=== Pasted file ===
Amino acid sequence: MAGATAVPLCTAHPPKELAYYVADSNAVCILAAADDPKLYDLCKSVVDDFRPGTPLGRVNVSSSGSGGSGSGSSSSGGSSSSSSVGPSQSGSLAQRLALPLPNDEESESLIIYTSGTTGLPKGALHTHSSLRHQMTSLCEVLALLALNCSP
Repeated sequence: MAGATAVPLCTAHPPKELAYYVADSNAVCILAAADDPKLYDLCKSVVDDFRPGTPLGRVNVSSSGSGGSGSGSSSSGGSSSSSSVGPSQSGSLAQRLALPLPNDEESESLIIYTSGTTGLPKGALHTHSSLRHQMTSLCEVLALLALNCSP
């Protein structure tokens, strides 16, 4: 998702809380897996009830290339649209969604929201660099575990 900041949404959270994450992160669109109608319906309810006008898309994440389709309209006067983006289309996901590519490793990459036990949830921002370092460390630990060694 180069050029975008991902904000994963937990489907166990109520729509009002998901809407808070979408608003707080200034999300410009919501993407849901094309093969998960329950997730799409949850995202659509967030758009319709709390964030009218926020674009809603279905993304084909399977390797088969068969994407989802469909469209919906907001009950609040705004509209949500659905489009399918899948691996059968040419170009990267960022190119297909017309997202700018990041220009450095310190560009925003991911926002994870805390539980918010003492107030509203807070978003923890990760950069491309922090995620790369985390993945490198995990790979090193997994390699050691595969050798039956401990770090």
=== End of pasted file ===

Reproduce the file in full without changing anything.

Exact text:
Amino acid sequence: MAGATAVPLCTAHPPKELAYYVADSNAVCILAAADDPKLYDLCKSVVDDFRPGTPLGRVNVSSSGSGGSGSGSSSSGGSSSSSSVGPSQSGSLAQRLALPLPNDEESESLIIYTSGTTGLPKGALHTHSSLRHQMTSLCEVLALLALNCSP
Repeated sequence: MAGATAVPLCTAHPPKELAYYVADSNAVCILAAADDPKLYDLCKSVVDDFRPGTPLGRVNVSSSGSGGSGSGSSSSGGSSSSSSVGPSQSGSLAQRLALPLPNDEESESLIIYTSGTTGLPKGALHTHSSLRHQMTSLCEVLALLALNCSP
């Protein structure tokens, strides 16, 4: 998702809380897996009830290339649209969604929201660099575990 900041949404959270994450992160669109109608319906309810006008898309994440389709309209006067983006289309996901590519490793990459036990949830921002370092460390630990060694 180069050029975008991902904000994963937990489907166990109520729509009002998901809407808070979408608003707080200034999300410009919501993407849901094309093969998960329950997730799409949850995202659509967030758009319709709390964030009218926020674009809603279905993304084909399977390797088969068969994407989802469909469209919906907001009950609040705004509209949500659905489009399918899948691996059968040419170009990267960022190119297909017309997202700018990041220009450095310190560009925003991911926002994870805390539980918010003492107030509203807070978003923890990760950069491309922090995620790369985390993945490198995990790979090193997994390699050691595969050798039956401990770090």